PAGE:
Watch time: Check the total video play your content gets. If people are making it to the end of your video, that’s great. If not, gauge where the watch time seems to cut off, then test whether your video is too long or simply not engaging.
Engagement is one of the most important video performance metrics. A video that’s watched but not engaged with is probably doing a poor job of converting. Start measuring the engagement metrics above ASAP to ensure that you’re tracking whether videos are doing their job.
Finding this metric: Video engagement is a combination of factors, so this number typically requires some manual crunching and intuition. Look at the factors above, and collect them into a single doc, as with your branding metric data. Track this information over time, and note any areas your engagement seems to be shifting. Alternatively, tools like SocialBakers will use proprietary algorithms to assign a numerical value to your engagement.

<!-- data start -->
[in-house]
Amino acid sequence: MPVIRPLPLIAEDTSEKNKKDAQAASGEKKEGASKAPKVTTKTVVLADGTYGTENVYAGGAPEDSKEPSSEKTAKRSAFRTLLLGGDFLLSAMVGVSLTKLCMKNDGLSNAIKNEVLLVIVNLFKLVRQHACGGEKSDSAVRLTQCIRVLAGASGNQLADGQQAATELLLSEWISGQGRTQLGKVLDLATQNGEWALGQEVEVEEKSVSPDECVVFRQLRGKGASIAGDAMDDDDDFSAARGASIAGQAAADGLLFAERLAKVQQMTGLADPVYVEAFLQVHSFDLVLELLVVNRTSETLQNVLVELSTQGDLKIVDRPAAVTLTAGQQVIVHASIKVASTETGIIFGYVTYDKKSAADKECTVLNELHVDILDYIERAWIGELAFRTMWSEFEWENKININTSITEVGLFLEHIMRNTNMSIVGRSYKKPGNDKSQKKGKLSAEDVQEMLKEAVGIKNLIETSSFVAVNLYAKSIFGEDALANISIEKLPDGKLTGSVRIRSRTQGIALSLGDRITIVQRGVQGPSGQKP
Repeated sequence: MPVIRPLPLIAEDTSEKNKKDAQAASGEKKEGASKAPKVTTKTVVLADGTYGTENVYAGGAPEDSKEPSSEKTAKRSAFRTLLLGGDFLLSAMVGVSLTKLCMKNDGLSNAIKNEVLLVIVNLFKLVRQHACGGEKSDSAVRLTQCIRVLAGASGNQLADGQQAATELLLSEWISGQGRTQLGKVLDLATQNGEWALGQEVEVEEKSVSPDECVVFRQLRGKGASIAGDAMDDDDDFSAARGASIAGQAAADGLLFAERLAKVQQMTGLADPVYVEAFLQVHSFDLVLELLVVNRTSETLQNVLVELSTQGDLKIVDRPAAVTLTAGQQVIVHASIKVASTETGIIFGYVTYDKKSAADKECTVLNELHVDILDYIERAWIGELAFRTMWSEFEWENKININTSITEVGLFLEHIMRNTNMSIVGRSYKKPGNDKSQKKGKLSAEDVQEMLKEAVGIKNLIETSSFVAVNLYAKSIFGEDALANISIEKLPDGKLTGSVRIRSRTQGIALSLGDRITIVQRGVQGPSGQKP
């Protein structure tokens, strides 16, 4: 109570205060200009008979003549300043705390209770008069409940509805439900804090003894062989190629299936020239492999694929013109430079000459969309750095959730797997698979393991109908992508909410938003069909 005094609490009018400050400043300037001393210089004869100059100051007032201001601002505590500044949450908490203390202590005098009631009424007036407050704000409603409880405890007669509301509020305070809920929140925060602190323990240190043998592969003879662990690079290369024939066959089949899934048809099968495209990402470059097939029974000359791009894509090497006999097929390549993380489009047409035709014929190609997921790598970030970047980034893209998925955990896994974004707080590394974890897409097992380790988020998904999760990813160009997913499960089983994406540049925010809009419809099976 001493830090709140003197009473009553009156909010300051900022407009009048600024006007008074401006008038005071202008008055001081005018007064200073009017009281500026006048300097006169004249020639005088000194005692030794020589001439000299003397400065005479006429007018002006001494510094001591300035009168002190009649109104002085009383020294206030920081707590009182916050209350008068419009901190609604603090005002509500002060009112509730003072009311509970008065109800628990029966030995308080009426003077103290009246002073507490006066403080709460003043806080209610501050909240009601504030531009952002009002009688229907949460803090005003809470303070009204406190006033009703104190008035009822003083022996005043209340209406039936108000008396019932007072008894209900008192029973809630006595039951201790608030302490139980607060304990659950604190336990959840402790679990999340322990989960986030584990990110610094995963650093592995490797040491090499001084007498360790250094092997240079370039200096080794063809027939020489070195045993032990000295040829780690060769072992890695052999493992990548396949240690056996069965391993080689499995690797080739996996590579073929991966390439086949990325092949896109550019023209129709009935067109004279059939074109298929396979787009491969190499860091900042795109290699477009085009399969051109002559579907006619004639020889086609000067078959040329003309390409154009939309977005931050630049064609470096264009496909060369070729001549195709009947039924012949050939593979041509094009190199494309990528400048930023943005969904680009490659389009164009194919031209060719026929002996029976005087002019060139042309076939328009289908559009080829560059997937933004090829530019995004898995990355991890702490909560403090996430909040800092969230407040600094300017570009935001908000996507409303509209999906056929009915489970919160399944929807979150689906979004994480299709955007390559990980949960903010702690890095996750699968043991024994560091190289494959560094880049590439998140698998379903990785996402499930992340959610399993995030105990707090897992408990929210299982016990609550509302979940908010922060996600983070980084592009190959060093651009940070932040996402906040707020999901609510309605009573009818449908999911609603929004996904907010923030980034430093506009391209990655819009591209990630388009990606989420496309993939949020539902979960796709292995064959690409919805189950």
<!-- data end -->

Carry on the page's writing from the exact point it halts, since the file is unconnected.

Achieving your marketing goals with metrics
The success of your videos depends on what you learn from your previous efforts. Tracking the right video marketing metrics can mean the difference between learning from your experience and simply wasting time and effort.
Remember: Nobody knows your goals like you do. It’s a good idea to track the metrics mentioned in this article, but feel free to blaze your own trails and track additional metrics. With all that tracking will come a greater understanding of your audience and your content, along with an increased likelihood that you’ll knock your marketing goals out of the park.
Read more: vyond.com